Target is rolling out beacon technology in its stores to push recommendations and coupons to a customer’s iPhone based on their specific location in the store.
When shopping in women’s apparel, this means you may get an alert about nearby items that are trending on Pinterest, and when looking for groceries, you may get pinged about discounts on milk or cheese.
The roll-out will first occur in 50 test stores in Chicago, Denver, Minneapolis, New York City, Pittsburgh, Portland, San Francisco and Seattle, but the Minneapolis-based retailer plans to expand the service to more stores later this year.
UPDATE: Target says in Seattle, customers will be able to use the technology in its downtown location on Second and Pike Streets.
“We’re excited to start using beacon technology to offer real-time, relevant content and services that can help make shopping at Target easier and more fun,” said Jason Goldberger, Target’s president of online and mobile, in a blog post. “This is another way Target is bridging mobile and stores, and using digital to enhance the in-store shopping experience. We look forward to seeing how our guests respond to what we’ve built.”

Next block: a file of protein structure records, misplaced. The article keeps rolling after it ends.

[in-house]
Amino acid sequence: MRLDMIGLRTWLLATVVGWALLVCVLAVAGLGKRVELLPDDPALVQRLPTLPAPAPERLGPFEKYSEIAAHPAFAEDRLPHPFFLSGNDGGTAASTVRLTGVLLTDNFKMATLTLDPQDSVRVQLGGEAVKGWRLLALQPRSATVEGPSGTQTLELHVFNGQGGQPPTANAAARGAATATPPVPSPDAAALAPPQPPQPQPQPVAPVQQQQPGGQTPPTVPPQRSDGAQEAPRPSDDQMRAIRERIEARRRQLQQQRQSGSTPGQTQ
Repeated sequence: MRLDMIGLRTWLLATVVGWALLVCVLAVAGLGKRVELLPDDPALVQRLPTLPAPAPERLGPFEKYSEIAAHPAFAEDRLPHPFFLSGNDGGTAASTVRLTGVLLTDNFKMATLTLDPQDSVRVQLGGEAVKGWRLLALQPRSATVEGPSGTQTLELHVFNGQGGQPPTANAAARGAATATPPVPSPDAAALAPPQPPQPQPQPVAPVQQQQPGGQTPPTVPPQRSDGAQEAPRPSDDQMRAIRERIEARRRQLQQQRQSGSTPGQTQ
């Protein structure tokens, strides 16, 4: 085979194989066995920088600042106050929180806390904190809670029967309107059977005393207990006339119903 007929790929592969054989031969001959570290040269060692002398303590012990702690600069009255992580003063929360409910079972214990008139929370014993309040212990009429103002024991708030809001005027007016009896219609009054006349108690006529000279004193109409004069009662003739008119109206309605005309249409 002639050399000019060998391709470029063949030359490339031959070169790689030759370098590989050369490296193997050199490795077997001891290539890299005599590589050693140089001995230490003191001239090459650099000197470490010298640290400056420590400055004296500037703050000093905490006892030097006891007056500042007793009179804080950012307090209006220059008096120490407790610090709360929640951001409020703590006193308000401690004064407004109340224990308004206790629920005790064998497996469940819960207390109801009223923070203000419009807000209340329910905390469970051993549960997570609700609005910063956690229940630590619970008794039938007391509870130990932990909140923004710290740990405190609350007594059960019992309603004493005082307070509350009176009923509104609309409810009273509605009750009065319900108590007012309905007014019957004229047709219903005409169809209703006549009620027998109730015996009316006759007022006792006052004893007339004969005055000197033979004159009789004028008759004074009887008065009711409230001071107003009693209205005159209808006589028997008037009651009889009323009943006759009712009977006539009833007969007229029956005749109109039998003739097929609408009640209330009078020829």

To use the technology, customers will have to download the latest version of the app, turn on Bluetooth, and “opt in” to share their location and receive push notifications. Target says it plans to limit the number of notifications to two per shopping trip, so it’s not annoying.
In the future, it wants to use the technology to “dynamically re-sort your shopping list” as you move through the store, much like navigation software will re-route when you veer off course. Also helpful would be to request the assistance of a store employee right from your phone.
Prior to the roll out, Target updated its iPhone app to include interactive maps and shopping lists that will help shoppers remember what they were looking for and where to find it, but with this implementation, Target will now be able to pinpoint a customer’s exact location.
Beacons are small devices (about the size of an egg) placed throughout the store that transmit signals via Bluetooth. The technology only works on iPhones.
Not a lot of retailers are using it yet, but late last year, Macy’s said it was planning to roll out 4,000 devices in what was believed to be the largest implementation at the time. As with all location-based technology, some customers will find the technology convenient while others may think it is creepy.